If Failure = ‘Chaos’, What Does Chaos Look Like?

Riots.jpgThe British government has denied a change in the law there that would limit audit firms’ liability. The Big 4, who seem to enjoy a far more prestigious and influential existence in Britain than in the U.S., lobbied for a change to the law but it was ultimately dismissed by the British Business Secretary.
The British government cites existing law that would allow companies to reach agreements with their auditors to limit their liability.
Continued, after the jump

Under present company law, directors can agree to restrict their auditors’ liability if shareholders approve; however, to date, no blue-chip company has done so. Directors have seen little advantage in limiting their auditors’ liability, and objections by the US Securities and Exchange Commission (SEC) have also been a significant obstacle.

Ahh, the SEC, exerting its far-reaching influence another over sovereign government, not to mention their stellar track record . This does not amuse in the UK:

Peter Wyman, a senior PwC partner, who was involved in the discussions, said that the Government’s lack of action was disappointing. He said: “The Government, having legislated to allow proportionate liability for auditors, is apparently content to have its policy frustrated by a foreign regulator.”

The firms are lobbying, not solely for their own survival, dammit, but the sake of everyone, “They warned that British business could be plunged into chaos if one of them were bankrupted by a blockbuster lawsuit.”
We’re not really sure what ‘choas’ would entail. Hank Paulson had his own version of financial Armageddon but we hardly think that’s a plausible scenario if a Big 4 firm were to fail.
Perhaps there would be an army of accountants roaming the streets in zombie-like states offering their excel expertise to anyone that would accept it. While this is a completely horrifying scene, we’re skeptical of true ‘chaos’.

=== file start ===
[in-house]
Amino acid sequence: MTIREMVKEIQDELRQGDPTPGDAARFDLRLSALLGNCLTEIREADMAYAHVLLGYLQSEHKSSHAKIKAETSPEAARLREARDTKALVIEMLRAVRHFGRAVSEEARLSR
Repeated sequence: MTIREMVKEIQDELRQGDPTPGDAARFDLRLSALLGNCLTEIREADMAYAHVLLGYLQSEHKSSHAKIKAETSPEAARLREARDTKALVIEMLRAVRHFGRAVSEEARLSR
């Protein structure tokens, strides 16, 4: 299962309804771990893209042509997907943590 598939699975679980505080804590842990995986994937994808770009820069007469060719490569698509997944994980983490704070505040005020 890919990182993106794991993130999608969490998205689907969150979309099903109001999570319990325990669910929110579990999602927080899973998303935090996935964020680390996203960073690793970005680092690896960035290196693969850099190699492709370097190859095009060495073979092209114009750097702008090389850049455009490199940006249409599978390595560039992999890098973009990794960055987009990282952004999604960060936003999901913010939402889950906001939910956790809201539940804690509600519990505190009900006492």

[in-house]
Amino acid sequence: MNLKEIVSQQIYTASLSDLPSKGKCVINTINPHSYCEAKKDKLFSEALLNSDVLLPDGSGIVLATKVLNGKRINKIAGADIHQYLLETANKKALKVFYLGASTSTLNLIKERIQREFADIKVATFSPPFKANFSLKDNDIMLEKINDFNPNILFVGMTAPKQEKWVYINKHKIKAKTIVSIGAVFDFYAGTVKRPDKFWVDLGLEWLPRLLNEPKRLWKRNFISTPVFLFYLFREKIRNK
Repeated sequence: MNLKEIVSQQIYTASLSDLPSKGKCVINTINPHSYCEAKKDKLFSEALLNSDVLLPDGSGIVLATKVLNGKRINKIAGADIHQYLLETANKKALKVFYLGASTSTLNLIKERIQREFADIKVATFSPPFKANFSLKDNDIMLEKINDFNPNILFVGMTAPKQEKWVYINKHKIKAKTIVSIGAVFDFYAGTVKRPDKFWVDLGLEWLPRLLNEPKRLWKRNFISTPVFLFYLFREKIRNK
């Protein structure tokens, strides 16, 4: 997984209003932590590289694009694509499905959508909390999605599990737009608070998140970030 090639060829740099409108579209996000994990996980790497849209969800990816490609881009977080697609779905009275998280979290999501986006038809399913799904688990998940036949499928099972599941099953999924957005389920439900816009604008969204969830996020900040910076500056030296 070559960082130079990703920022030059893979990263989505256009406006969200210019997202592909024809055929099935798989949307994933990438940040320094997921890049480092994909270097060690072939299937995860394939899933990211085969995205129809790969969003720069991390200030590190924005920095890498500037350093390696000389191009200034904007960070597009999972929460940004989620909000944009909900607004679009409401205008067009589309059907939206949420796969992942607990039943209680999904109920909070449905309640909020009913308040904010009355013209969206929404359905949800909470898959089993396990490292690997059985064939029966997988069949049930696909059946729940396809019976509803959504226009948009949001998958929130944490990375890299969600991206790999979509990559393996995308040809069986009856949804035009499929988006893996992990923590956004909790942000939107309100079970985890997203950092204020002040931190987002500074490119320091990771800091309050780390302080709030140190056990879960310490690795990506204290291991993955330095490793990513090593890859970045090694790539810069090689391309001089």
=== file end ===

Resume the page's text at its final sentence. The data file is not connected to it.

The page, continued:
If you’ve got your own visions of chaos in the event of a large firm failure, describe it in the comments.
Audit firms left unprotected against claims of negligence [Times Online]
Also see: No legislated cap on audit liability [AccMan]

Riots.jpgThe British government has denied a change in the law there that would limit audit firms’ liability. The Big 4, who seem to enjoy a far more prestigious and influential existence in Britain than in the U.S., lobbied for a change to the law but it was ultimately dismissed by the British Business Secretary.
The British government cites existing law that would allow companies to reach agreements with their auditors to limit their liability.
Continued, after the jump

Under present company law, directors can agree to restrict their auditors’ liability if shareholders approve; however, to date, no blue-chip company has done so. Directors have seen little advantage in limiting their auditors’ liability, and objections by the US Securities and Exchange Commission (SEC) have also been a significant obstacle.

Ahh, the SEC, exerting its far-reaching influence another over sovereign government, not to mention their stellar track record . This does not amuse in the UK:

Peter Wyman, a senior PwC partner, who was involved in the discussions, said that the Government’s lack of action was disappointing. He said: “The Government, having legislated to allow proportionate liability for auditors, is apparently content to have its policy frustrated by a foreign regulator.”

The firms are lobbying, not solely for their own survival, dammit, but the sake of everyone, “They warned that British business could be plunged into chaos if one of them were bankrupted by a blockbuster lawsuit.”
We’re not really sure what ‘choas’ would entail. Hank Paulson had his own version of financial Armageddon but we hardly think that’s a plausible scenario if a Big 4 firm were to fail.
Perhaps there would be an army of accountants roaming the streets in zombie-like states offering their excel expertise to anyone that would accept it. While this is a completely horrifying scene, we’re skeptical of true ‘chaos’.
If you’ve got your own visions of chaos in the event of a large firm failure, describe it in the comments.
Audit firms left unprotected against claims of negligence [Times Online]
Also see: No legislated cap on audit liability [AccMan]

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